I tried lxml, but after walking and making changes in the element tree,
    I'm forced to do a full serialization of the whole document
    (etree.tostring(tree)) - which destroys the "human edited" format of the
    original HTML code. makes it rather unreadable.
    What do you mean? Could you give an example? lxml certainly does not
    destroy anything it parsed, unless you tell it to do so.
    of course it does not destroy during parsing.(?)
    I meant "parsed" in the sense of "has parsed and is now working on".

    I mean: I want to walk with a Python script through the parsed tree HTML
    and modify here and there things (auto alt tags from DB/similar, link
    corrections, text sections/translated sentences... due to HTML code and
    content checks.)
    Sure, perfectly valid use case.

    Then I want to output the changed tree - but as close to the original
    format as far as possible. No changes to my white space identation,
    etc.. Only lokal changes, where really tags where changed.
    That's up to you. If you only apply local changes that do not change any
    surrounding whitespace, you'll be fine.

    Thats similiar like that what a good HTML editor does: After you made
    little changes, it doesn't reformat/re-spit-out your whole code layout
    from tree/attribute logic only. you have lokal changes only.
    HTML editors don't work that way. They always "re-spit-out" the whole code
    when you click on "save". They certainly don't track the original file
    position of tags. What they preserve is the content, including whitespace
    (or not, if they reformat the code, but that's usually an *option*).

    Such a "good HTML editor" must somehow track the original positions of
    the tags in the file. And during each logical change in the tree it must
    tracks the file position changes/offsets.
    Sorry, but that's nonsense. The file position of a tag is determined by
    whitespace, i.e. line endings and indentation. lxml does not alter that,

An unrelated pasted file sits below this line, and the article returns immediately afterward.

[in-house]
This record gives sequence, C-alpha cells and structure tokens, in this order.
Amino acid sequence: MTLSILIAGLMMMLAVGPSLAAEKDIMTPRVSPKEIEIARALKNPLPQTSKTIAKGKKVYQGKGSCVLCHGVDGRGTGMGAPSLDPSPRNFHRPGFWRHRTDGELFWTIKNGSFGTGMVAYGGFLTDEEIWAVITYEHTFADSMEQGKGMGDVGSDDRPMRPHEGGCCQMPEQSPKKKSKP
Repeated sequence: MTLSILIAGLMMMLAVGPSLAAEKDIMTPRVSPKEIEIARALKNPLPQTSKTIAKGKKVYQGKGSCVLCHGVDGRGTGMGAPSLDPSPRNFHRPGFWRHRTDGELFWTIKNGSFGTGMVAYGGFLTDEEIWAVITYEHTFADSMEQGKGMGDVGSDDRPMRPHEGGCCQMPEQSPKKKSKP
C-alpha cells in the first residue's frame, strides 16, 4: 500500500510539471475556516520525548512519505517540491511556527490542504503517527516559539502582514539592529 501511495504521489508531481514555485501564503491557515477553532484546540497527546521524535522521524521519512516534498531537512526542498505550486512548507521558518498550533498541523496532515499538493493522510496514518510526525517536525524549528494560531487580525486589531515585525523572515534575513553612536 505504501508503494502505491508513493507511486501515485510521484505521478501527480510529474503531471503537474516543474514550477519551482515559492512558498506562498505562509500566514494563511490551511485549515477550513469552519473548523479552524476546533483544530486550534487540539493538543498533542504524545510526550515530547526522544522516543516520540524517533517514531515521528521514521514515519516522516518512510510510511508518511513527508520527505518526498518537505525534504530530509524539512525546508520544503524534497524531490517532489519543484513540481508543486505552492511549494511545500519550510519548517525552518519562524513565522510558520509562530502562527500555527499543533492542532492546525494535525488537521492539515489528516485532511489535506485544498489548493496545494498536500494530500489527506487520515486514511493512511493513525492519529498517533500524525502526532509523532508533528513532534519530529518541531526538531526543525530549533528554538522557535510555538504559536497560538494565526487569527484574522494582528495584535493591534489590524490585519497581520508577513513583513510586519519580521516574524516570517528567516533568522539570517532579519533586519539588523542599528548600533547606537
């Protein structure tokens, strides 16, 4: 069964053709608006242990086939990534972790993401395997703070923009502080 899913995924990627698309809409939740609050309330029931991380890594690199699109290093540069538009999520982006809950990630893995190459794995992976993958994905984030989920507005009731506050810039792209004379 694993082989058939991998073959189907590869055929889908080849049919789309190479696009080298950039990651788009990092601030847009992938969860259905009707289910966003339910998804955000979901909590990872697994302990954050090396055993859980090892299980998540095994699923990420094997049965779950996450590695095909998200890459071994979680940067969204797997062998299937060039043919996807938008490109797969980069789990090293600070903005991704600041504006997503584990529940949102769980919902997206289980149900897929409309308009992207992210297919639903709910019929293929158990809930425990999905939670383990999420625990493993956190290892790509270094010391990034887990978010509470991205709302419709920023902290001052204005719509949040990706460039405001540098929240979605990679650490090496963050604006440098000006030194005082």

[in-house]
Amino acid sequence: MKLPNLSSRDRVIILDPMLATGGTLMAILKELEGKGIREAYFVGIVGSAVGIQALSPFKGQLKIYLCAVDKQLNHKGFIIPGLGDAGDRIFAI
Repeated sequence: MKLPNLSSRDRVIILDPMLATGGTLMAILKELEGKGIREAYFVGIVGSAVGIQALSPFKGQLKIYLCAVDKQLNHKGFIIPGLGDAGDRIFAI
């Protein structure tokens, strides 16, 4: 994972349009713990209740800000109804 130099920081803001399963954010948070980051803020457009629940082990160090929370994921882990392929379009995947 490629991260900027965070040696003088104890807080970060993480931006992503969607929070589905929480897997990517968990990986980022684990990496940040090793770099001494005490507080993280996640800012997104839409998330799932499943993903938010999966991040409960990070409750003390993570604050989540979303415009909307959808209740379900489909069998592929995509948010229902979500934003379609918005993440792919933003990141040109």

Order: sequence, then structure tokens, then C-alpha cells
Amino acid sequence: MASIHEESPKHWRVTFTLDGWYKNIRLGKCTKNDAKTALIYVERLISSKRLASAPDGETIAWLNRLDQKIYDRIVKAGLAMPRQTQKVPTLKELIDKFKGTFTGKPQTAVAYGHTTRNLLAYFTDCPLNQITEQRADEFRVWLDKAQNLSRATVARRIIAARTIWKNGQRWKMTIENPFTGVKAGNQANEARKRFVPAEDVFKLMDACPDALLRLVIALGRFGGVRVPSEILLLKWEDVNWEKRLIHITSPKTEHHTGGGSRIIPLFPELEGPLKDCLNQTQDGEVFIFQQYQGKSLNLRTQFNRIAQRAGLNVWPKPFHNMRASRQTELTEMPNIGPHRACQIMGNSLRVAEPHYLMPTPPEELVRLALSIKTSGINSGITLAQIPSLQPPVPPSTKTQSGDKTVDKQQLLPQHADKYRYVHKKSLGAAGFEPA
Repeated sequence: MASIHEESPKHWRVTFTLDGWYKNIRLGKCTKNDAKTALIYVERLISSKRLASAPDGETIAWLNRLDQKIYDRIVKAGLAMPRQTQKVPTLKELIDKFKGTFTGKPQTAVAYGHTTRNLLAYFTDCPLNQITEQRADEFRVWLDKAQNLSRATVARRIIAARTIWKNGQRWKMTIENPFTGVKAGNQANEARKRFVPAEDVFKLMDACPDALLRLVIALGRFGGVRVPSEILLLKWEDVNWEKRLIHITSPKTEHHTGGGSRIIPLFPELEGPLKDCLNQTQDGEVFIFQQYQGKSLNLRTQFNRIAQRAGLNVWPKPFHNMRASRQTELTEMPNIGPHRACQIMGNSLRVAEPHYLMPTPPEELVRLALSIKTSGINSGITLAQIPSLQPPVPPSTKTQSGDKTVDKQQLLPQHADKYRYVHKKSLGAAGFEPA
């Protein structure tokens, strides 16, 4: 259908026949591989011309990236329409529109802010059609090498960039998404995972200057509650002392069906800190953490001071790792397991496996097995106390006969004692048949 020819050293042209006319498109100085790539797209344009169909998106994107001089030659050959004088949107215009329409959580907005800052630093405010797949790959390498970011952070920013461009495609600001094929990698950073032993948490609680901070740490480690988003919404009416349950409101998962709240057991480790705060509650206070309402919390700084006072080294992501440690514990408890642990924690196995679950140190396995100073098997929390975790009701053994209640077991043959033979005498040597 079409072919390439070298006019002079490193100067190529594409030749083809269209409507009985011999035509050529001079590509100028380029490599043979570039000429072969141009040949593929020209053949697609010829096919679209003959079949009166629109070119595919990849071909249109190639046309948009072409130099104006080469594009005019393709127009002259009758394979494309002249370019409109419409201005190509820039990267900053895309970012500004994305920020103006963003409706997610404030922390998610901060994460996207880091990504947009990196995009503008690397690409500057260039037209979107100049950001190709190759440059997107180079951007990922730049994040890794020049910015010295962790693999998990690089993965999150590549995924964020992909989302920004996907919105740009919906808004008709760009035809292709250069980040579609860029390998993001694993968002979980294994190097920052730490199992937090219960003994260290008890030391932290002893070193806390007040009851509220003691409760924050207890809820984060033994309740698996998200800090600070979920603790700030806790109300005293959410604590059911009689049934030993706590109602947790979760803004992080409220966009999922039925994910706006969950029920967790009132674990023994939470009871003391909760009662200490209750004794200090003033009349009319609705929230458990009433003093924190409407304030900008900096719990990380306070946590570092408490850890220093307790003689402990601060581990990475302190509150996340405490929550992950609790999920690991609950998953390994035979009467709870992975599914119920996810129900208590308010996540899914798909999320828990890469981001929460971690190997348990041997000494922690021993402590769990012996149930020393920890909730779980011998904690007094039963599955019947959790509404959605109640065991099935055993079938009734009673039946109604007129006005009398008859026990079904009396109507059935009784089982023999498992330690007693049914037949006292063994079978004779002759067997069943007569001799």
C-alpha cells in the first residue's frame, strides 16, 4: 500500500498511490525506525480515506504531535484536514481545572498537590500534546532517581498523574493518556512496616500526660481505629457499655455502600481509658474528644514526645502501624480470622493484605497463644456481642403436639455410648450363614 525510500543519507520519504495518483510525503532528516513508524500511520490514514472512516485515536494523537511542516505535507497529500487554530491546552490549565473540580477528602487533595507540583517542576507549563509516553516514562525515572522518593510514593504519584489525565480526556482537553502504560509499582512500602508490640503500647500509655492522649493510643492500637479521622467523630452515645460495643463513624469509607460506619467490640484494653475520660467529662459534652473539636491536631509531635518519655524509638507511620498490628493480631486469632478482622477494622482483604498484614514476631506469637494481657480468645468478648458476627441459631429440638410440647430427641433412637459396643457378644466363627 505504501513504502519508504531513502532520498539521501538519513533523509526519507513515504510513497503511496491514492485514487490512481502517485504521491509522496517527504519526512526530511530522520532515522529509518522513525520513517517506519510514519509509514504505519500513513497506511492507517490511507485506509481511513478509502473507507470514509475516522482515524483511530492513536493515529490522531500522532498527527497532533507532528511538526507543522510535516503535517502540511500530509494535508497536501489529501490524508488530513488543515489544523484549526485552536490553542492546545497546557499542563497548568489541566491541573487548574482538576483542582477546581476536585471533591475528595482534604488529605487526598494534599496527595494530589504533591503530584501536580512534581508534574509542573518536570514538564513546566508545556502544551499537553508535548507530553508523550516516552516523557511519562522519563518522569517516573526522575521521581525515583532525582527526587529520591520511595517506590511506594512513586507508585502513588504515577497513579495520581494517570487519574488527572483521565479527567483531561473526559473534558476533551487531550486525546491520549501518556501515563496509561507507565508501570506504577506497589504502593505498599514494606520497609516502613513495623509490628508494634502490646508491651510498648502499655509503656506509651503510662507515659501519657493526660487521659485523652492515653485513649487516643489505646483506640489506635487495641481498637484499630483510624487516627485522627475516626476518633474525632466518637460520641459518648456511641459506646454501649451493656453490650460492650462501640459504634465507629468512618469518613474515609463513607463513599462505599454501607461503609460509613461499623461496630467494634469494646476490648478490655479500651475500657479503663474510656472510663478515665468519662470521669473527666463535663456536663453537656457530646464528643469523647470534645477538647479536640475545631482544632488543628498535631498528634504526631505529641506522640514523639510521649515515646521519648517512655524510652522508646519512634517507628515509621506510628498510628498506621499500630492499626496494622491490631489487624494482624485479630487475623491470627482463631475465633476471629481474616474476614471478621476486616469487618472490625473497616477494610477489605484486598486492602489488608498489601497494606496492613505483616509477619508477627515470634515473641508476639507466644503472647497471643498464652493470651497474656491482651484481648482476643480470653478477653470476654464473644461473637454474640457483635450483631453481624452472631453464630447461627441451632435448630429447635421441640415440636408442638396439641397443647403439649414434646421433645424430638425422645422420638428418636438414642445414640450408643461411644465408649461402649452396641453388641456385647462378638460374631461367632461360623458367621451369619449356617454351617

unless you tell it do do so.

    Since you keep claiming that it *does* alter it, please come up with a
    reproducible example that shows a) what you do in your code, b) what your
    input is and c) what unexpected output it creates. Do not forget to include
    the version number of lxml and libxml2 that you are using, as well as a
    comment on /how/ the output differs from what you expected.

    My stab in the dark is that you forgot to copy the tail text of elements
    that you replace by new content, and that you didn't properly indent new
    content that you added. But that's just that, a stab in the dark. You
    didn't provide enough information for even an educated guess.

    Stefan
  • Robert at Feb 1, 2010 at 5:16 pm

    Stefan Behnel wrote:
    Robert, 01.02.2010 14:36:
    Stefan Behnel wrote:
    Robert, 31.01.2010 20:57:
    I tried lxml, but after walking and making changes in the element tree,
    I'm forced to do a full serialization of the whole document
    (etree.tostring(tree)) - which destroys the "human edited" format of the
    original HTML code. makes it rather unreadable.
    What do you mean? Could you give an example? lxml certainly does not
    destroy anything it parsed, unless you tell it to do so.
    of course it does not destroy during parsing.(?)
    I meant "parsed" in the sense of "has parsed and is now working on".

    I mean: I want to walk with a Python script through the parsed tree HTML
    and modify here and there things (auto alt tags from DB/similar, link
    corrections, text sections/translated sentences... due to HTML code and
    content checks.)
    Sure, perfectly valid use case.

    Then I want to output the changed tree - but as close to the original
    format as far as possible. No changes to my white space identation,
    etc.. Only lokal changes, where really tags where changed.
    That's up to you. If you only apply local changes that do not change any
    surrounding whitespace, you'll be fine.

    Thats similiar like that what a good HTML editor does: After you made
    little changes, it doesn't reformat/re-spit-out your whole code layout
    from tree/attribute logic only. you have lokal changes only.
    HTML editors don't work that way. They always "re-spit-out" the whole code
    when you click on "save". They certainly don't track the original file
    position of tags. What they preserve is the content, including whitespace
    (or not, if they reformat the code, but that's usually an *option*).

    Such a "good HTML editor" must somehow track the original positions of
    the tags in the file. And during each logical change in the tree it must
    tracks the file position changes/offsets.
    Sorry, but that's nonsense. The file position of a tag is determined by
    whitespace, i.e. line endings and indentation. lxml does not alter that,
    unless you tell it do do so.

    Since you keep claiming that it *does* alter it, please come up with a
    reproducible example that shows a) what you do in your code, b) what your
    input is and c) what unexpected output it creates. Do not forget to include
    the version number of lxml and libxml2 that you are using, as well as a
    comment on /how/ the output differs from what you expected.

    My stab in the dark is that you forgot to copy the tail text of elements
    that you replace by new content, and that you didn't properly indent new